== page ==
Without ever having held political office, Nader has had a tremendous political impact by advocating for improved consumer safety through seat belts, air bags, product labeling, and helping 100 organizations become watchdogs over corporate, government and environmental corruption.
Nader's role in the 2000 and 2004 presidential elections fueled controversy, and he's set to challenge the two-party system again this fall as he runs for president for the fifth time-The Commonwealth Club of California
RALPH NADER has helped us drive safer cars, eat healthier food, breathe better air, drink cleaner water, and work in safer environments for more than four decades. The crusading attorney first made headlines in 1965 with his book Unsafe at Any Speed, a scathing indictment that lambasted the auto industry for producing unsafe vehicles. Many lives have been saved by Nader’s involvement in the recall of millions of unsafe consumer products, including defective motor vehicles, and in the protection of laborers and the environment. By starting dozens of citizen groups, Ralph Nader has created an atmosphere of corporate and governmental accountability. Ralph Nader’s books include, In Pursuit of Justice, The Ralph Nader Reader, The Good Fight and The Seventeen Traditions. Only the Super-Rich Can Save Us! is Nader’s first work of fiction.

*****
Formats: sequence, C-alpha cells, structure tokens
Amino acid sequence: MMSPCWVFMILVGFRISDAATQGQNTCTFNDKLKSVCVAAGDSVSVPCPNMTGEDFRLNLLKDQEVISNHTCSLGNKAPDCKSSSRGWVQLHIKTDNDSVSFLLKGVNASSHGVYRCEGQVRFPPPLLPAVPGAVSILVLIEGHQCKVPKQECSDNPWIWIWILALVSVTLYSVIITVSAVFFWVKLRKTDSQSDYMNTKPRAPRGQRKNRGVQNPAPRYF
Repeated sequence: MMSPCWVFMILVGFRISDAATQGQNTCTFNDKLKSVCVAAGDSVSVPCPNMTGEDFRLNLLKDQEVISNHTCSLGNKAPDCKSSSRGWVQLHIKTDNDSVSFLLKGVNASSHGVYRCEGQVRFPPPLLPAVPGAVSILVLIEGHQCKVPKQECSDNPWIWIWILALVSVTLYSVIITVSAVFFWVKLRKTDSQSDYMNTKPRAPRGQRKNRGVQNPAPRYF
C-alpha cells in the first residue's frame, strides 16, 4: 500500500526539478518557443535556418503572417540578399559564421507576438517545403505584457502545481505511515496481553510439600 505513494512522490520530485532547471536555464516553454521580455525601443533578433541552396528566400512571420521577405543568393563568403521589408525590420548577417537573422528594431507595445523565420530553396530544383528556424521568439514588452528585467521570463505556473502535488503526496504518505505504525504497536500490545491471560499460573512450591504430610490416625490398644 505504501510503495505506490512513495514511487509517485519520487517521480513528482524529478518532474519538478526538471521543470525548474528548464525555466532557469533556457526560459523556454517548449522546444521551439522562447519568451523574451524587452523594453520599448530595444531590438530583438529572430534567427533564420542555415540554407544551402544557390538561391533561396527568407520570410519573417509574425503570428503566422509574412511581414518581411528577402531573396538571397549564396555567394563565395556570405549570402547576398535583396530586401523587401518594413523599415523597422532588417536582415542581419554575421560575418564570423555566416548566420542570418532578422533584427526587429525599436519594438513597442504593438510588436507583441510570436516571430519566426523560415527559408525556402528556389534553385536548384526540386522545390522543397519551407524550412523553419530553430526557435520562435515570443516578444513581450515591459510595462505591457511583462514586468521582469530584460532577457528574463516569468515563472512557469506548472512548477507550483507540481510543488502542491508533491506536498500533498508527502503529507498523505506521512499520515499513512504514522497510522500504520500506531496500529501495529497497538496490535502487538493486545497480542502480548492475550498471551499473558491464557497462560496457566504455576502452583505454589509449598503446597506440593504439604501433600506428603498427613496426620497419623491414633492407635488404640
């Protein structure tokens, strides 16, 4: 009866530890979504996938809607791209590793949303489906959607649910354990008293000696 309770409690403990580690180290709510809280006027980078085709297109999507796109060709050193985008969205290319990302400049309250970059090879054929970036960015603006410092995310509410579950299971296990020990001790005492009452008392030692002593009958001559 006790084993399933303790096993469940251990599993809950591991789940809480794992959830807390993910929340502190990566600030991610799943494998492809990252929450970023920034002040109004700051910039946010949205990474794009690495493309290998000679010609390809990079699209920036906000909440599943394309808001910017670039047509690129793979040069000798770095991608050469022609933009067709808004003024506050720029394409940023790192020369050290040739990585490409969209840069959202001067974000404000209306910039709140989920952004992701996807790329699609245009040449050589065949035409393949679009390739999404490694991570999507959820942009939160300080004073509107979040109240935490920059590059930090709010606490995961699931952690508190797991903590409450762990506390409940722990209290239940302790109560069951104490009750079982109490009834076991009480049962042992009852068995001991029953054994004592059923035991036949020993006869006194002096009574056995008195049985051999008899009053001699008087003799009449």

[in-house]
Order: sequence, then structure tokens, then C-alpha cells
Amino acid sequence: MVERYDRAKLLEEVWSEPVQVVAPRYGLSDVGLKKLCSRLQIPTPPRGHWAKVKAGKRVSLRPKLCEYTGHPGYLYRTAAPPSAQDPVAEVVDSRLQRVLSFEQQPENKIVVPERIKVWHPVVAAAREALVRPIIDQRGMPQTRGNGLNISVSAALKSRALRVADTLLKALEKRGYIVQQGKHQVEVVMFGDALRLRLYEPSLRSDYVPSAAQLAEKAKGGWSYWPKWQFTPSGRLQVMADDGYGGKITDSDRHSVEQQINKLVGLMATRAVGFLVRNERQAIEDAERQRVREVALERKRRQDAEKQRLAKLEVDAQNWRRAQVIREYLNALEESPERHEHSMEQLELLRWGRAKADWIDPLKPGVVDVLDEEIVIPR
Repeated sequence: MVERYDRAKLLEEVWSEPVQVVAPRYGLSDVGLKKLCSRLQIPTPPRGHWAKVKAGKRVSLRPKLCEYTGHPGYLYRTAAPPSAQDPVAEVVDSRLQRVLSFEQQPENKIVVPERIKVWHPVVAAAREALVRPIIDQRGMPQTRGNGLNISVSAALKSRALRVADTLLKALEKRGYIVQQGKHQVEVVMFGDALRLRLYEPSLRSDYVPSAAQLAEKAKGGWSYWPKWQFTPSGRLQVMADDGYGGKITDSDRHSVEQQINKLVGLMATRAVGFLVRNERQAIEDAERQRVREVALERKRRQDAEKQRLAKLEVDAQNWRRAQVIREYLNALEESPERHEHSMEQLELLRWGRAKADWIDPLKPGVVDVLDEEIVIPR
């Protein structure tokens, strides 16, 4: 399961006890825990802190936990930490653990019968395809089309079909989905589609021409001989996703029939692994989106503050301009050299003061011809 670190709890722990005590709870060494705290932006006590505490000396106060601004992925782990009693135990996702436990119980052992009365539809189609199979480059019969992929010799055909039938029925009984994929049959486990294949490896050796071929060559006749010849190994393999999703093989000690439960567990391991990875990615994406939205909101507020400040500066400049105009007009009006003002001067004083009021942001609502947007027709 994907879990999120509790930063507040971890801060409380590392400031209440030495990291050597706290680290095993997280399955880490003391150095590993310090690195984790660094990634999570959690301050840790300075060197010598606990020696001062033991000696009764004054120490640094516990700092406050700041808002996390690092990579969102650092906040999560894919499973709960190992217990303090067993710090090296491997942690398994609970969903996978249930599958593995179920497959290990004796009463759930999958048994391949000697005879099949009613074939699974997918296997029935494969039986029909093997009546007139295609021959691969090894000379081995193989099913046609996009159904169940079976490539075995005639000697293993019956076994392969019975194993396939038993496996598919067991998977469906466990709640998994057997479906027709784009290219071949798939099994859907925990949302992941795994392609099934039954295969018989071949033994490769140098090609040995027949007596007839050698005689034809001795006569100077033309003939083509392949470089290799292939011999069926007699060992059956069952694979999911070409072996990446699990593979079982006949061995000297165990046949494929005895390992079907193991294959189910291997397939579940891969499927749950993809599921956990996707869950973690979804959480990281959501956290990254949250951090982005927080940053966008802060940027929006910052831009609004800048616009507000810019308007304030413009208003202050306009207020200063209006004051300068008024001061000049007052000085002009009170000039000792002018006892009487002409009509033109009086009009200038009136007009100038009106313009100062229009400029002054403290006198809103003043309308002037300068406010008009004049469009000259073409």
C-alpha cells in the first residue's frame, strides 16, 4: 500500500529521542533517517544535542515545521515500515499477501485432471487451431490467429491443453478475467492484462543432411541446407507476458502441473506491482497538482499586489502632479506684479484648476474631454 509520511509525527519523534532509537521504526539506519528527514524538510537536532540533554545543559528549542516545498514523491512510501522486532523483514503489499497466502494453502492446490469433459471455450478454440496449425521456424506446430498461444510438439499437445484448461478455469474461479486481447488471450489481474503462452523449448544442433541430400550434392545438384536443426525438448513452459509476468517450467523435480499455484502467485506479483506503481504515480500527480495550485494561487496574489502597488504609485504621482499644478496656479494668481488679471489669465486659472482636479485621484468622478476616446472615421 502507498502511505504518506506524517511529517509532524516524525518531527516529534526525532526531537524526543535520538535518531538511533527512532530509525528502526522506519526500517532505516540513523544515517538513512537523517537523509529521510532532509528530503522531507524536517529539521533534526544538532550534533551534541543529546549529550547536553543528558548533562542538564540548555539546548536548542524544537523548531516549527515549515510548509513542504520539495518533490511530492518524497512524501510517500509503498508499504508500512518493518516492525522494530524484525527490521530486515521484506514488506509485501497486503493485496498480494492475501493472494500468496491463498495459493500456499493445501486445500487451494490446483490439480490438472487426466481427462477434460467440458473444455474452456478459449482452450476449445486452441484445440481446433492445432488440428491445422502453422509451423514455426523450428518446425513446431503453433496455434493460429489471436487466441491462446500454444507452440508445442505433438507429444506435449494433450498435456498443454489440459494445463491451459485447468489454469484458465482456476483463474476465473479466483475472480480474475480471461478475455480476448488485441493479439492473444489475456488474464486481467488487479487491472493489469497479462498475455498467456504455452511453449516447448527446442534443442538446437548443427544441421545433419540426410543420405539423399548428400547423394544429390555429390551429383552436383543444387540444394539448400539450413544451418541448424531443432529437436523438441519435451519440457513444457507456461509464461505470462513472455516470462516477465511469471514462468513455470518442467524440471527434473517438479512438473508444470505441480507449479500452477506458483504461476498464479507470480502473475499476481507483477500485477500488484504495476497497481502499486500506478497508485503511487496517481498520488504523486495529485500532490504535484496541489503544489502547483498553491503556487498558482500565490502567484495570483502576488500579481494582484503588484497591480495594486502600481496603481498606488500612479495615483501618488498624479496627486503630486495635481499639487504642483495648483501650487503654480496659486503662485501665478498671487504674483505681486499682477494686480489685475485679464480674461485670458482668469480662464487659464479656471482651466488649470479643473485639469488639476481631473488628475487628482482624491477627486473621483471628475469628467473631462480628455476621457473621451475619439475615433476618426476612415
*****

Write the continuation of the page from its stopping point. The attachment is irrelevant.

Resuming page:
Tabitha Soren is an award-winning reporter and television anchor. She is perhaps best known for MTV's Choose or Lose presidential election coverage, which garnered a Peabody award and secured her position as chief political correspondent for Choose or Lose in 1996.
Presidential candidate Ralph Nader talks about how deregulation of the financial sector encouraged corporate greed and corruption. He argues for public hearings before passing a huge bailout that should include new regulations and specifically help prudent institutions and savers, not speculators.
Presidential candidate Ralph Nader says third party candidates face an uphill battle because, according to a conversation with Mike Bloomberg, 30% of voters will support their party’s nominee no matter who it is. He believes voters would serve themselves well to vote for people they believe in instead of categories.